STANFORD, Calif. -- As crazy as it sounds, Stanford coach Tara VanDerveer thinks Candice Wiggins' absence late in the regular season might actually help the Cardinal when it comes time for the NCAA Tournament.
Jayne Appel scored 24 points to help Stanford (No. 10 ESPN/USA Today, No. 8 AP) overcome an injury to its leading scorer and clinch at least a share of its seventh straight conference title with a 65-54 victory over UCLA on Thursday night.
"It's a good challenge for our team," VanDerveer said. "We can't do anything about it. We're not having a pity party and if we did nobody would show up anyway. ... I just think it's going to make us better. Sure, we want Candice out there. But that challenges other people to step up and I thought they did really well."
Wiggins, the two-time conference player of the year, missed the game with an injured hamstring. She will likely miss Sunday's regular-season finale and could even sit out next week's Pac-10 tournament as she tries to get healthy for the NCAA Tournament.
Wiggins, the Cardinal's leading scorer at 16.3 points per game, played only nine minutes last Thursday at Oregon State with an ankle injury and missed time earlier in the season with another ankle injury. Stanford is 4-0 without its star.
"I think everyone has to pick up a little bit of the slack without Candice," forward Brooke Smith said. "People feel more responsibility with their own roles. Hopefully, when she comes back that will carry over. We wish she was playing but we'll learn stuff when she's not."
Stanford (24-4, 16-1 Pac-10) is already assured the top seed in next week's Pac-10 tournament because it swept second-place Arizona State. The Cardinal can win the title outright with a Sun Devils loss at Arizona on Saturday or their own win Sunday against Southern California.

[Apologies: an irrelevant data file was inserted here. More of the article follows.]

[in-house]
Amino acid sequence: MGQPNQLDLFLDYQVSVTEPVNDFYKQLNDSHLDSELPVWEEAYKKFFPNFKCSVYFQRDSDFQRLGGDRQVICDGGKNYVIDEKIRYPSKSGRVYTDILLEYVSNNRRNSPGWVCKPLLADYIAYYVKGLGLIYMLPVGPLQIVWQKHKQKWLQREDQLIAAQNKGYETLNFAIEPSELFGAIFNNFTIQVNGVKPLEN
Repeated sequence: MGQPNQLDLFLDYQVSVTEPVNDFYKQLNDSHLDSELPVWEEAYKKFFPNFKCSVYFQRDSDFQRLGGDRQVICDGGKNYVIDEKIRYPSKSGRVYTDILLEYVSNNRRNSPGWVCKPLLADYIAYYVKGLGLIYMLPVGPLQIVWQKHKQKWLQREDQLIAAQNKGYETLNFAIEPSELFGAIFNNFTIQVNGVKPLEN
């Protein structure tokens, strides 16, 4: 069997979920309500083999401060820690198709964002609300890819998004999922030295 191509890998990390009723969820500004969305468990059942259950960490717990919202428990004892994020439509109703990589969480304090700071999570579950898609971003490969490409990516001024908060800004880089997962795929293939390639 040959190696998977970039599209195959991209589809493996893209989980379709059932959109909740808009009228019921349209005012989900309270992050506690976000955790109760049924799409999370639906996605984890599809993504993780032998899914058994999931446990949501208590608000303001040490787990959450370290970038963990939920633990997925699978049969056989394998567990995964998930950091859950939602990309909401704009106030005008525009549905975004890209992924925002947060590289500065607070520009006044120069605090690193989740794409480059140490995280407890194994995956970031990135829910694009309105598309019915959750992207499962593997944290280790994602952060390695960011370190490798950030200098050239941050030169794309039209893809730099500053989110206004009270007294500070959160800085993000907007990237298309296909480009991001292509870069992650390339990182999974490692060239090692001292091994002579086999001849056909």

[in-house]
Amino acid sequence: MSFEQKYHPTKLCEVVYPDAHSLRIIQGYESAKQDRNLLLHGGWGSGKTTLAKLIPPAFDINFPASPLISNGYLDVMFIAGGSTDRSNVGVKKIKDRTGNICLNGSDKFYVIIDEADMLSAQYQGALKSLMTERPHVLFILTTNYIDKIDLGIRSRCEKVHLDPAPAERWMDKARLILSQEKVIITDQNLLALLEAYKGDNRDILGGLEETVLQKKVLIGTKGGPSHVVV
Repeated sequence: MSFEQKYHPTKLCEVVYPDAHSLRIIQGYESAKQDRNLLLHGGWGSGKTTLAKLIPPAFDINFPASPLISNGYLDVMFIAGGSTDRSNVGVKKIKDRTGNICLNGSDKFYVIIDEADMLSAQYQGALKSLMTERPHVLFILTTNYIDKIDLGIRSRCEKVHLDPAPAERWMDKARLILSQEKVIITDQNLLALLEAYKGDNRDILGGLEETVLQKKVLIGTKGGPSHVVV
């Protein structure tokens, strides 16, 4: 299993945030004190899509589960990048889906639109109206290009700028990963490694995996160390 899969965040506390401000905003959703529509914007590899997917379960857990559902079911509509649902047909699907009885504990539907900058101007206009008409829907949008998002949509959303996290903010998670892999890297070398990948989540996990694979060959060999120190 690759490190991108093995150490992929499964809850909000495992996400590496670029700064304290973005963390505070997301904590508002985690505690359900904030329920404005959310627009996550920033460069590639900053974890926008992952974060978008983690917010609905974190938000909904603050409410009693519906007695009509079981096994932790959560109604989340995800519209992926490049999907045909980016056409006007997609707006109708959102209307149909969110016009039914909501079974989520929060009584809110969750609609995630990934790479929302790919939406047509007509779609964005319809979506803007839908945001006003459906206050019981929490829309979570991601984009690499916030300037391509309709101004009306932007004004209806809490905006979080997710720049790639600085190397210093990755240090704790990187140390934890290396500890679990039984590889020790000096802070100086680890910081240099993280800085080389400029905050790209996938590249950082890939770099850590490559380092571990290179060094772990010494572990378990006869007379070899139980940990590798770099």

The Cardinal missed Wiggins against UCLA (7-10, 13-16), but used a late 11-2 run to take a 60-50 lead with 1:23 remaining and put the game away. Appel, the reigning Pac-10 player of the week, scored five points and blocked a shot during the run and is averaging 23.3 points and 12.3 rebounds per game over her last three contests.
"We just wanted to go inside to Jayne," forward Brooke Smith said. "She has an advantage in there and we were really trying to take care of the ball and get the ball inside to her."
UCLA went 1-for-6 from the field, committed two turnovers and had Amanda Livingston and Tierra Henderson miss front ends of one-and-ones during the stretch that decided the game.
"Amanda Livingston is the best free-throw shooter in the conference and she misses a front end of a one-and-one. Things like that just deflate you because that's what we do well," UCLA coach Kathy Olivier said.
With Wiggins watching in sweats, Stanford had no outside shooting threat. Wiggins had made nearly half of the Cardinal's 3-pointers this season, and Stanford made none without her -- ending a streak of 403 consecutive games with a 3-pointer.
Smith and Cissy Pierce each missed 3-point attempts, Stanford's only shots from long range all game.
"With Wiggins not on the floor, they're a different basketball team," Olivier said. "They don't do as much penetration and obviously they weren't shooting their 3s. But they'll attack you in other ways. Their other ways tonight were obviously their post players. They worked the ball inside to Brooke and Jayne and that really hurt us."
Smith added 14 points for the Cardinal.
Noelle Quinn scored 17 points to lead Bruins, who have lost four straight games. Lindsey Pluimer added 15.
Appel didn't start the game but came on to replace Kristen Newlin after just 48 seconds. Stanford used all three of its big players to start the second half -- Appel, Newlin and Smith.
That helped the Cardinal go on a 10-2 run early in the half to take a 40-33 lead. But UCLA responded with a 10-2 run of its own, going ahead 43-42 on Noelle Quinn's 3-pointer with 9:33 remaining.
Stanford missed 10 of its first 16 shots and turning the ball over 10 times in the first half. Appel scored eight of the Cardinal's final 12 points in the half to take a 30-29 lead at the break.
Sloppy play by UCLA kept Stanford in the game as the Cardinal committed 14 first-half turnovers and 13 personal fouls.